Organizations have been striving to make fertilizer prices attainable for West African farmers, as a lack of access to fertilizer is a major impediment to food production in the region.
THE Food and Agriculture Organisation (FAO), World Bank, and UN World Food Programme (WFP) have forecast severe food shortages due to shocks on food systems.
Multi-stakeholder dialogues have been convened to share successful practices, advances, and suggest initiatives to guarantee that smallholder farmers can acquire fertilizer, thus ensuring their food and nutrition security.
Some of these meetings have reflected on regional efforts towards the production of fertiliser in Africa, educating farmers on the correct use, improving access to soil-testing facilities to guide the targeted application, promoting agronomic practices, deployment of smart and targeted subsidies programmes, use of e-voucher systems for distribution, incentives to promote the local production such as tax incentives for raw materials import and access to capital by the private sector for setting up fertiliser blending plants.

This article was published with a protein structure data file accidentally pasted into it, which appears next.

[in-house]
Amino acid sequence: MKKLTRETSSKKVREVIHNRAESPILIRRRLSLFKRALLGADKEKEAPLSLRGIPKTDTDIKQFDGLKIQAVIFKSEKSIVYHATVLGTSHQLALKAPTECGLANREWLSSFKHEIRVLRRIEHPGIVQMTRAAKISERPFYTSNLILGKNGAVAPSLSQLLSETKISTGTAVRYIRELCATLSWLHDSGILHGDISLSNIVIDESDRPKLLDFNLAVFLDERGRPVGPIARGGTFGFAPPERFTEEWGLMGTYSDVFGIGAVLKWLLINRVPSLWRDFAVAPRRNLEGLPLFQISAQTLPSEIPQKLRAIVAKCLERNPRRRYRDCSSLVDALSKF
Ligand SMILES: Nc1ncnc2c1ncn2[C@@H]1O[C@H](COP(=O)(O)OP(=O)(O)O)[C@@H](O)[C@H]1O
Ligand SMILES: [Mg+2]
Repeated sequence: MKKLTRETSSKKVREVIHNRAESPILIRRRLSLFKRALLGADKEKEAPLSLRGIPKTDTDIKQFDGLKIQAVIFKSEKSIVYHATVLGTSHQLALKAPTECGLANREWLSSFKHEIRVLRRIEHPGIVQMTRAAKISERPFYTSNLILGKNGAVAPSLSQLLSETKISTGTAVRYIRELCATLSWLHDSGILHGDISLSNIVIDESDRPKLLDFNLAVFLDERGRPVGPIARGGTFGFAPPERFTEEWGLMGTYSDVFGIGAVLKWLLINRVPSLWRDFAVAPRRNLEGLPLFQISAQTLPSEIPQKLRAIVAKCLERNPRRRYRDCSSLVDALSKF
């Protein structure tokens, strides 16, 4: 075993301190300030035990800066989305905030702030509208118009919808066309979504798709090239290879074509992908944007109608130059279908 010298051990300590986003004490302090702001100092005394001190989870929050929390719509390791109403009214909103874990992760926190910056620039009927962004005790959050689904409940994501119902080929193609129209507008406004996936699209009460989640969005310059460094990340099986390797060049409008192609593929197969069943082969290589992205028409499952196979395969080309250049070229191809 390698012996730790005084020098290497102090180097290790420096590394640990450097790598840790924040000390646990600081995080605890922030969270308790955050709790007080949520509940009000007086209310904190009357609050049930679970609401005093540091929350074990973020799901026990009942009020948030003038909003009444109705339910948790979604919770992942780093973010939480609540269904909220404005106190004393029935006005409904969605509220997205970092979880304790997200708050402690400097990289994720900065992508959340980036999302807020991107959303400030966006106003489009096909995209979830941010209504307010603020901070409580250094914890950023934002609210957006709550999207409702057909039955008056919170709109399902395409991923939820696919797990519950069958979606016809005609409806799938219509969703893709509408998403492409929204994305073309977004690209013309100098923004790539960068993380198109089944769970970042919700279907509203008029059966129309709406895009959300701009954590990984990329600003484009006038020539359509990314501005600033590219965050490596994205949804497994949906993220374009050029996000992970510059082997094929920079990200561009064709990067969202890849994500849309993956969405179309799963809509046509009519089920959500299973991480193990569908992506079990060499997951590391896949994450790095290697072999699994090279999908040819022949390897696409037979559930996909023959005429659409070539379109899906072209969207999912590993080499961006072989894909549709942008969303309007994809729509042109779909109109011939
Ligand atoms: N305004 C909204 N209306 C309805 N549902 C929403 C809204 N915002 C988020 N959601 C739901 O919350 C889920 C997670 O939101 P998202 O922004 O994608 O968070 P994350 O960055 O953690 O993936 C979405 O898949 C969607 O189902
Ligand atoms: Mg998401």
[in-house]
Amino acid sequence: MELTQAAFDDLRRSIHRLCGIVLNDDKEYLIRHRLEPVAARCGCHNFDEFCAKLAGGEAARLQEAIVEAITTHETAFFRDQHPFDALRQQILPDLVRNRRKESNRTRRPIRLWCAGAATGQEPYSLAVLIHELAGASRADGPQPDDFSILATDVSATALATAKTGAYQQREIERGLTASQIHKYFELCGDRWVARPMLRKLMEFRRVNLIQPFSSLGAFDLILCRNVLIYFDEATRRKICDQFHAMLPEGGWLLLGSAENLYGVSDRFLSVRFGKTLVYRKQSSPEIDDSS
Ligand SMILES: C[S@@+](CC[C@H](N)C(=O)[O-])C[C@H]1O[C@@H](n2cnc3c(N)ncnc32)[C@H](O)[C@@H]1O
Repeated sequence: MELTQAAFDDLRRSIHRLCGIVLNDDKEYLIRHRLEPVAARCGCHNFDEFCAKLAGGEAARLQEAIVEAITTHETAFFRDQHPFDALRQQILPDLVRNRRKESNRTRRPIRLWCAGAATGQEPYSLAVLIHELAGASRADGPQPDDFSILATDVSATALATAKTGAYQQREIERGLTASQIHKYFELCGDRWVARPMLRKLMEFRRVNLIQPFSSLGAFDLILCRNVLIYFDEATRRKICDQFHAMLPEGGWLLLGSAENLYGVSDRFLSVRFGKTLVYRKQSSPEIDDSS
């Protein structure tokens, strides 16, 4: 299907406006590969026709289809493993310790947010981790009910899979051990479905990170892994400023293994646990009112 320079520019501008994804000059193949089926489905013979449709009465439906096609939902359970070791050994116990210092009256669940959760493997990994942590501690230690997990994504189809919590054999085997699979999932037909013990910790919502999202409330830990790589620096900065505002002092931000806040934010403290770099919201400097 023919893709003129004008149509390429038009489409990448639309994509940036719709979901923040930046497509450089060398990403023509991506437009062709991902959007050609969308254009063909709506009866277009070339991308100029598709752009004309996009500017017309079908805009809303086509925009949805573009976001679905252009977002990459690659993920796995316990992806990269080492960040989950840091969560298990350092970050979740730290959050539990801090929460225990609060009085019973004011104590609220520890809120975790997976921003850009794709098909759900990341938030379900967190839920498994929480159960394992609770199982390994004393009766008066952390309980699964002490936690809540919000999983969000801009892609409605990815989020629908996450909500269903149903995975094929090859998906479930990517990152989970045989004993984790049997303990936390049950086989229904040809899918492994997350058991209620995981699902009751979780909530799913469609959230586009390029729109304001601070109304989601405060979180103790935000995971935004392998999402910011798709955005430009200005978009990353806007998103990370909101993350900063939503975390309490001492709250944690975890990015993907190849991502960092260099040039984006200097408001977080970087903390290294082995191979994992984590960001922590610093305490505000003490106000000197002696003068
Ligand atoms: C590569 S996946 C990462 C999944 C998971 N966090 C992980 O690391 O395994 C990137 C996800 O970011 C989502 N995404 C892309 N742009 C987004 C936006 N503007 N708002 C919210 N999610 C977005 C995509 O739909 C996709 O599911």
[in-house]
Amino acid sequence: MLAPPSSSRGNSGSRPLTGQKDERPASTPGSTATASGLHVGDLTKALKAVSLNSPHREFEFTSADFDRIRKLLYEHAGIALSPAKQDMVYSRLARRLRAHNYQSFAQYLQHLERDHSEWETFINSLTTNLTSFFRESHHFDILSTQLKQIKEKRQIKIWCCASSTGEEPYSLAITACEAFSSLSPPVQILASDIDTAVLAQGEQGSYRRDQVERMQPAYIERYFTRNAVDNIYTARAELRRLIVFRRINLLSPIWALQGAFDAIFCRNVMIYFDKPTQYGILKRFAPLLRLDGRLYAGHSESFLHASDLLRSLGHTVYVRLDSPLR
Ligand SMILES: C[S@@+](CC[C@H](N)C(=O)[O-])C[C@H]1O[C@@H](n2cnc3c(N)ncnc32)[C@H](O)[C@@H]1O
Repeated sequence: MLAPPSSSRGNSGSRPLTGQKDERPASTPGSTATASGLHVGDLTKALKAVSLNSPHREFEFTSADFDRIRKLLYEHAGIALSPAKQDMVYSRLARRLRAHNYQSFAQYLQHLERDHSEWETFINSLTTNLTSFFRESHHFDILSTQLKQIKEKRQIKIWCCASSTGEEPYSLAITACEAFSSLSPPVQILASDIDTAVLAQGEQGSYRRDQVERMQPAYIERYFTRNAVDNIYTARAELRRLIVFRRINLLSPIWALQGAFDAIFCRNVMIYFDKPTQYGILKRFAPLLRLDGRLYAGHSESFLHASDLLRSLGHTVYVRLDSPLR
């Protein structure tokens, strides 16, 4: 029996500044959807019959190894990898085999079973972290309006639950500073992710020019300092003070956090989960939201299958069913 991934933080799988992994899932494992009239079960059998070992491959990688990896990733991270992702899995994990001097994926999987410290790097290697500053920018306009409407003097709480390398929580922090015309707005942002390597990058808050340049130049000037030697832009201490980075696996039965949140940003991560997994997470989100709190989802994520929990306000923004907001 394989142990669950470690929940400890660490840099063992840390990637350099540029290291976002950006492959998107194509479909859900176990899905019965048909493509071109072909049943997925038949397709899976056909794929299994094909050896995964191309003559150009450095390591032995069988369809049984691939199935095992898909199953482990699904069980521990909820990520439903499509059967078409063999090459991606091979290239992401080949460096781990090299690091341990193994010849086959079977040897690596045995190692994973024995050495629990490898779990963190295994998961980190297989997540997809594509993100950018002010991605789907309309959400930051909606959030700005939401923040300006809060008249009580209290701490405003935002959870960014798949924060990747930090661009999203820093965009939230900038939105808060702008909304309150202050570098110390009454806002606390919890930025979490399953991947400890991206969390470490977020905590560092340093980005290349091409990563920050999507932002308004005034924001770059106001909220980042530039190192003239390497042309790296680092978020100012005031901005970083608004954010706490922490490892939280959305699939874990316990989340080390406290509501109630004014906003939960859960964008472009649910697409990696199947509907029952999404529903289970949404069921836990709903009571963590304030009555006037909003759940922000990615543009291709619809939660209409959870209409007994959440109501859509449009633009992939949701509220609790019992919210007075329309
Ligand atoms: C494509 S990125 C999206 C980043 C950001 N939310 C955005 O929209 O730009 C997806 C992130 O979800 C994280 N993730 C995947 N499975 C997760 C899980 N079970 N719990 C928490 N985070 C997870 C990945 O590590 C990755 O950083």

Above all, there was a call for an urgent action to make fertiliser affordable and accessible to farmers given the prohibitive prices and transportation costs and develop area specific soil fertility maps. Africa utilises an average 12 kg of fertiliser per hectare, according to the International Fertiliser Industry Association (IFA).